EMERGENCY food parcels have arrived in Devon and have begun to be distributed to the county’s most vulnerable residents.

The parcels will be delivered to those who have been told by the Government to ‘shield’ from coronavirus (COVID-19) for at least 12 weeks.

These are people who have been identified as being at high risk of severe illness from coronavirus because of underlying health conditions and should have received a letter from the NHS with instructions on how they can best protect themselves.

South West Farmer:

Emergency food parcels. Picture: Daniel Clark

Volunteer staff redeployed from other council services have started to pack up the emergency food parcels at an undisclosed distribution hub on the outskirts of Exeter where the food, which was organised by Government and dispatched from a local wholesaler, arrived earlier today.

The parcels, which are free and contain seven days-worth of mostly non-perishable food for one person, will then be shipped out to district areas using Devon Highways vehicles driven by Civil Enforcement Officers from the County Council’s parking team.

The emergency food parcels contain things like bread, milk, apples, tea bags, ready meals, egg noodles, biscuits, porridge, custard, baked beans, squash, sugar.

They are standard packages, which all contain the same food, but call handlers, who have been phoning these people over the weekend to find out what their needs are, have been asking if they have specific dietary requirements or allergies, so they can warn people the parcels may contain food they cannot eat.

The call handlers are also finding out how best to support them, particularly with anything they need immediately such as vital food and medical supplies or additional care.

South West Farmer:

Some of the volunteers putting together the emergency food parcels. Picture: Daniel Clark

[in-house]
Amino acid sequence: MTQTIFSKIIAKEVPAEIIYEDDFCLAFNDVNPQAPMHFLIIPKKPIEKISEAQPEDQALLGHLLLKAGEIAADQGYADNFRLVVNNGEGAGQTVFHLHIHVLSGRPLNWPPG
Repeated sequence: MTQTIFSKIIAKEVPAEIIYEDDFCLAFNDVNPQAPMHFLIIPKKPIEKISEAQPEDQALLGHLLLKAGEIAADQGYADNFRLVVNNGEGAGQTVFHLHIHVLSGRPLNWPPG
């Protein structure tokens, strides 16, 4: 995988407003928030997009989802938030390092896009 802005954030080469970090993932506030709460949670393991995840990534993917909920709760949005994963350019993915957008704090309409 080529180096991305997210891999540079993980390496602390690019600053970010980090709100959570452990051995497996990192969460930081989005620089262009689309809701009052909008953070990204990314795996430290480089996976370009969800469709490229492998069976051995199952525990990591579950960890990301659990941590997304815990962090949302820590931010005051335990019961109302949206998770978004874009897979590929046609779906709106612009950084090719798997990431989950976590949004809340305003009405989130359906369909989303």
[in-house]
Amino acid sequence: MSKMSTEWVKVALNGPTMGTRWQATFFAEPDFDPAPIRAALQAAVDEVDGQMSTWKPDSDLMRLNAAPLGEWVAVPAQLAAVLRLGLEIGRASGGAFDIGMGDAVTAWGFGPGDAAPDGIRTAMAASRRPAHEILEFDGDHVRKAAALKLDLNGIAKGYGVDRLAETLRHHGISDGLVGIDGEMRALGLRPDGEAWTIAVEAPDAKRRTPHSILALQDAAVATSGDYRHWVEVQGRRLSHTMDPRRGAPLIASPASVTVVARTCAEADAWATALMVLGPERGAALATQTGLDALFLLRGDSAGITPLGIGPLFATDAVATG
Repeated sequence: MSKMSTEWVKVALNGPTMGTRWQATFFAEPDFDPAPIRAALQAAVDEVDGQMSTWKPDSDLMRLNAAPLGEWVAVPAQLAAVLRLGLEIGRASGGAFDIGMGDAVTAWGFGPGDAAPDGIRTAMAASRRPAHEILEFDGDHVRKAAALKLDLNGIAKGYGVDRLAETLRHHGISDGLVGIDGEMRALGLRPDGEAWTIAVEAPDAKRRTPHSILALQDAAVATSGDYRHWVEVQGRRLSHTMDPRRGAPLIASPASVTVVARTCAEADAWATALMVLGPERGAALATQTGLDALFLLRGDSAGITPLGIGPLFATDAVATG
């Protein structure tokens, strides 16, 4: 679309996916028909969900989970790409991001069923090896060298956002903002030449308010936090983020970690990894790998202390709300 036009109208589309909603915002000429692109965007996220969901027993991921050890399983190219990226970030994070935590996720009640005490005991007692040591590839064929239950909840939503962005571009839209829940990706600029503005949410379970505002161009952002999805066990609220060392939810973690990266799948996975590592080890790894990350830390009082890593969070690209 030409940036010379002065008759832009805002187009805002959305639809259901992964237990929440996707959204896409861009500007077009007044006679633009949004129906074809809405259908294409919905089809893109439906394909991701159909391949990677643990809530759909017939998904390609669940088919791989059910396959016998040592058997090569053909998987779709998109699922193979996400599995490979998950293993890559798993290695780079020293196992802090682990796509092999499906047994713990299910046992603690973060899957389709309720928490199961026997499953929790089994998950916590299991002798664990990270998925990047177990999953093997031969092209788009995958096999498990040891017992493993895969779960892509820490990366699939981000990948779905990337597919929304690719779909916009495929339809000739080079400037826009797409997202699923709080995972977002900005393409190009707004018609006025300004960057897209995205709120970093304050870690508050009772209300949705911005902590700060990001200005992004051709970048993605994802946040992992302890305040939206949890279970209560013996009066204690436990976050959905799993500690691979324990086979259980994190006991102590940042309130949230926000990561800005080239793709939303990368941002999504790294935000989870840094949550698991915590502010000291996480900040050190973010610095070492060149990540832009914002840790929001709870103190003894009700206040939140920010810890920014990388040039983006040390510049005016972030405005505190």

Phil Norrey, Devon County Council’s chief executive, said: “Our absolute focus at the moment is to rapidly deliver vital support to our residents with the highest medical needs that put them at the greatest risk.

“The rigorous ‘shielding’ measures include minimising interaction by staying at home at all times and avoiding any face-to-face contact to prevent being exposed to the virus.

“But this means that thousands of our residents who are at high risk of severe illness from coronavirus because of underlying health conditions could be left without vital food, medicine and care supplies, particularly if they live alone and don’t have family, friends or social care services to help them.

“We’re working with our district and city council colleagues to make sure these extremely vulnerable members of our communities continue to get the food, medicines and additional care they need as quickly as possible.

“I urge everyone, especially those in this highly vulnerable group, to follow the Government’s rules on staying at home and away from others, and we will continue to work around the clock to make sure the most vulnerable people are cared for and critical services continue to reach our communities.”

South West Farmer:

Matt Evans, chief executive of Active Devon. Picture: Daniel Clark

Matt Evans, chief executive of Active Devon, who is co-ordinating the response, added: “We are collating emergency food packs for Devon’s most vulnerable and self-isolating people. Over the course of the weekend we have been phoning up people who have been identified as needing extra support to see who needs a food parcel and the work we are doing is to pack a seven day food parcel that will go out to the district council colleagues.

“We have seen a really positive response to the message to stay at home, protect the NHS and save lives. Some of these people took the advice on board early and have found it harder to get access to their usual arrangements for food, so this is a vital stop gap until the national government program kicks in.”

About 900,000 people were identified and contacted by NHS England and asked to shield themselves during the coronavirus outbreak. GPs and hospitals were expected to add about 600,000 more to the list.

These vulnerable groups include organ transplant recipients, some cancer patients and others with weakened immune systems.

District and city councils will be locally managing the delivery of support within their communities to ensure the food parcels are delivered to residents as quickly and efficiently as possible.

People can also register themselves on the Government website if they have a medical condition that makes them extremely vulnerable to coronavirus, or register on someone’s behalf.

Devon County Council immediately set up the call system on Saturday and contacted around 400 people over the weekend and calls are continuing today.

So far, approximately 60 of those contacted have said they need one of the emergency food parcels because they don’t have enough food to last the week and have no network of support, but as information about extremely vulnerable people in Devon continues to arrive from Government, these numbers will increase quite quickly.

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